I believe it is our duty as parliamentarians to speak out for those who have no voice, those who are suffering and neglected and those who want to live their lives in peace—those who just want to worship their God in the way that they want. The 37th session of the United Nations Human Rights Council offers an excellent opportunity to help those vulnerable people, and I ask that the Government raise these issues at this month’s session. During the dialogue with the special rapporteur on freedom of religion or belief, I ask that the Government repeat their stated commitment to FORB. I know the Minister will do that, but will he give us the assurance that it will go to the next stage, to protect the lives of persecuted religious minorities?

Will the Minister also share the steps that he has taken to advance FORB with his counterparts at the UNHRC, and encourage them to take such measures as well? That would be helpful for the debate, and to reassure those in Westminster Hall, in the audience and those watching outside.

Before I finish—this is one of those “finally and penultimately” moments, but I am getting there—I hope hon. Members will not mind if I say a few words about the late Asma Jahangir, the special rapporteur on the situation of human rights in Iran. Her name is familiar to many human rights activists and will be familiar to many in this room. She was a lawyer and campaigner, who co-founded and chaired the Human Rights Commission of Pakistan. She suffered imprisonment and house arrest for her support for democracy and human rights, but her resilience and capabilities saw her become the first woman to serve on Pakistan’s Supreme Court Bar Association. She was a strong defender of human rights in Pakistan and spoke out against violence against women, a position that exposed her to serious threats. At the international level, she was called to serve the United Nations human rights machinery in three roles, first as the UN special rapporteur on extra-judicial executions, then as special rapporteur on freedom of religion or belief and finally as special rapporteur on human rights in Iran, a post she held until her death last month on 11 February, aged only 66. Speaking as someone who is close to 66, that is a young age—I am not that close, but I am going that way.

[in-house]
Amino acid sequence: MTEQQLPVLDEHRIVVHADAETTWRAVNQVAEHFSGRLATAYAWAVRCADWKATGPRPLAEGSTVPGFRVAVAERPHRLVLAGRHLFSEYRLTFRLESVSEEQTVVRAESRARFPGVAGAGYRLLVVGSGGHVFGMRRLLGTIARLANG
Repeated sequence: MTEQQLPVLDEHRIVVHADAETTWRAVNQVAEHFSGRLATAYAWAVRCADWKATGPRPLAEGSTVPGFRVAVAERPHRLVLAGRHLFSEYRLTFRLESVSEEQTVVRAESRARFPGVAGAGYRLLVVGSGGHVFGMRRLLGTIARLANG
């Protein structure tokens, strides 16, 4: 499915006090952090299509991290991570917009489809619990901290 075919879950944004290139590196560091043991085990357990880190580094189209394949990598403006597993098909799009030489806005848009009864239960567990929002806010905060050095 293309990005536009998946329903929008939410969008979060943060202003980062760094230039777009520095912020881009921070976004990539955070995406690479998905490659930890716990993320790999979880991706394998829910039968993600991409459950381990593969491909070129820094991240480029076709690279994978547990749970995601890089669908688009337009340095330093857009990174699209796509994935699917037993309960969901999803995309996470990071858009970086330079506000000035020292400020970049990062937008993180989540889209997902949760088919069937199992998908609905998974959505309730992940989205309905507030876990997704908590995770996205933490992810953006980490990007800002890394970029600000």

Pakistan has lost one of its most courageous daughters, the United Nations has lost one of its most effective human rights defenders and many people of faith and campaigners for religious freedom and for women’s rights have lost a friend. She will be mourned in prayers by many communities. I hope that in our debate today in this House we are paying some tribute to Asma Jahangir’s work and her contribution to human rights.

In conclusion, I thank the Backbench Business Committee for giving me the opportunity to bring this subject forward for debate and I thank all hon. Members for coming to participate. I look forward very much to the responses from the shadow Minister and the Minister. Today, in this House, we can be the voice for the voiceless across the world.